Former dictator, Yahya Jammeh may be gone but for generations to come, Gambia will have to pay the oppressive ruler’s transgressions, mostly human rights abuses and economic disruptions that will be long felt.
This is unsurprisingly starting with the Barrow administration, which so far negotiated a $4 million out of court wrongful contract termination and dealing with a $26 million arbitration against the country by Carnegie Minerals.
The country’s Justice Department is now negotiating with the families of three journalists that have suffered rights abuses and civil rights violations under Mr. Jammeh after a regional court ordered the country to pay compensation.
The ECOWAS court ruled that The Gambia pays compensation to the families of $50,000 to Deyda Hydara, $100,000 to Chief Ebrima Manneh’s, and $200,000 to Musa Saidykhan.
Hydara was shot and killed for writing editorial critical of Jammeh, Manneh was arrested by secret agents and tortured death, and Saidykhan was arrested, severely tortured and later fled the country.
Jammeh’s government had refused to respect the court’s ruling. It ignored decisions ordering it to end impunity for past crimes against journalists but now there is somewhat good news for the families of the three journalists.
Hussein Thomasi, a senior advisor to the country’s attorney general, Aboubacarr Ba Tambadou said the Gambia the Justice Department has “commenced negotiations for the fulfillment of the judgments.”
Hydara’s former colleague and now Minister of Information, Demba Ali Jawo said the Barrow Administration will discuss with the families and see how best to work out the modalities of settling the claims.
Under Jammeh, Gambian authorities stifle media freedom through a combination of criminal prosecutions, physical intimidation, censorship, and the promotion of government views in state-run or friendly private outlets.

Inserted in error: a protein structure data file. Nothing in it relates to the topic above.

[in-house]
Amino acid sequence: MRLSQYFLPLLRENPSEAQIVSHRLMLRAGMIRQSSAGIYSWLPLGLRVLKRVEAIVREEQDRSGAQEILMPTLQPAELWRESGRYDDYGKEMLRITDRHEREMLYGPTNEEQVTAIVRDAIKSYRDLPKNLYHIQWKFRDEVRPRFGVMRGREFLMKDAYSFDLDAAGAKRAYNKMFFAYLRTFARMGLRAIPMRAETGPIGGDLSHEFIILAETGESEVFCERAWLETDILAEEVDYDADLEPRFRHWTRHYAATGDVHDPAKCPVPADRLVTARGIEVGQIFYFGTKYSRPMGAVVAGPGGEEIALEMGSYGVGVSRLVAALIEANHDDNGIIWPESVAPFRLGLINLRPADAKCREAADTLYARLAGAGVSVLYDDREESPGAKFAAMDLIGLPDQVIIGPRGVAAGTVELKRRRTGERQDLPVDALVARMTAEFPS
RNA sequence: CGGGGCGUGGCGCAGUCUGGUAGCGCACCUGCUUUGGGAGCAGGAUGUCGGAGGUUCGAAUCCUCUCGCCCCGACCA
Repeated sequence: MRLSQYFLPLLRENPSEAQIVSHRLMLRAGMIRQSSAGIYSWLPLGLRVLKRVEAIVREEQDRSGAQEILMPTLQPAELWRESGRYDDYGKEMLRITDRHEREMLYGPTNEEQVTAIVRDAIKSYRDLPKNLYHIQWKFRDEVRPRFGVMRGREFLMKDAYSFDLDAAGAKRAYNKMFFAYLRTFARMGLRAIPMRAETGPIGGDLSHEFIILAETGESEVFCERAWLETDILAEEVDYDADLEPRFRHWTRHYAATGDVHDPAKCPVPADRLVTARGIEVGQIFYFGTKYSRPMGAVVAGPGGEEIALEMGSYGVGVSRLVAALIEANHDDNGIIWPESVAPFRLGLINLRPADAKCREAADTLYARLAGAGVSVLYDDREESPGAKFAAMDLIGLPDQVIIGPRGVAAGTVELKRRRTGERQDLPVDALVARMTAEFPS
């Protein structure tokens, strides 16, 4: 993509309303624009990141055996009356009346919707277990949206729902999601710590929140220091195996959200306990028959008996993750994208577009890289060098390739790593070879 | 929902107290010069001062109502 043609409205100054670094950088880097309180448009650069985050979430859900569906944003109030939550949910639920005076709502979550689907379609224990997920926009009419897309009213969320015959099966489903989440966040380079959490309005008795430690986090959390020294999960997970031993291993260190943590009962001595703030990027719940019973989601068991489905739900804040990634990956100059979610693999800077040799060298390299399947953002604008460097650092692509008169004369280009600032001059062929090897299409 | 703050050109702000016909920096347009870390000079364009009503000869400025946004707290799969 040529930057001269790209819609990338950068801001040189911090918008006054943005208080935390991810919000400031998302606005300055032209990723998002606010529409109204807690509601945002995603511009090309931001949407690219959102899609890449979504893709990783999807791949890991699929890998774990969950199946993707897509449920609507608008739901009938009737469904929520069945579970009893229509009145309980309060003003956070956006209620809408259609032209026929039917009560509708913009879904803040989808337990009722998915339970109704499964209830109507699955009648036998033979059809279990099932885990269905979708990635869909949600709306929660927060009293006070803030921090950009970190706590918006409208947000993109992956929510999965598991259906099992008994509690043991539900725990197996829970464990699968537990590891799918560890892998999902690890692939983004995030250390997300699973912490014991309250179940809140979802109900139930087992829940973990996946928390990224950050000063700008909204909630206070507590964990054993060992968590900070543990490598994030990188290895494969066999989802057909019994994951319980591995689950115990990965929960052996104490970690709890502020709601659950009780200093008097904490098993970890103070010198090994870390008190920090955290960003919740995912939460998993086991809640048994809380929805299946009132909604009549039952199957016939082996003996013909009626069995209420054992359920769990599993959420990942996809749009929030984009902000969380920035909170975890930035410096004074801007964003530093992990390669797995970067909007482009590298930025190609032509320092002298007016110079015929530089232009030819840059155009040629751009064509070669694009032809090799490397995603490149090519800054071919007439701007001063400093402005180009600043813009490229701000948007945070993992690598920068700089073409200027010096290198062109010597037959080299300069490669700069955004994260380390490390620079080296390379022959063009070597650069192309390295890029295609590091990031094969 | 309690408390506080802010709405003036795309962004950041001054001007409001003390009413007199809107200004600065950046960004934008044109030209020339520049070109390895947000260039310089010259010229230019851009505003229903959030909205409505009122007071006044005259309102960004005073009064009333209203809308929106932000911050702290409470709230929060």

Journalists are frequently arrested and detained, or threatened with arrest, on dubious criminal charges. Many are held without charge for longer than the 72 hours prescribed by the constitution.
The courts provide little remedy to government abuses, as they lack independence from the executive branch. Jammeh dismissed or forced out three Supreme Court judges during 2015, including the chief justice.
But new President Adama Barrow says these days of impunity are over. His coming to power ushers in a new era of freedom and hope for citizens.
His government has already conceded that the sedition law used by Jammeh to jail journalists contravenes the Constitution and agrees it should be axed out.
Barrow promised wide-ranging reforms to overturn many of the authoritarian policies of Jammeh, who is also accused of imprisoning, torturing and killing his political opponents.
Gambians want increased accountability of their leaders and are increasingly challenging them, and newsrooms are adjusting to keep an eye on the government without fear of reprisal or being pushed into self-censorship.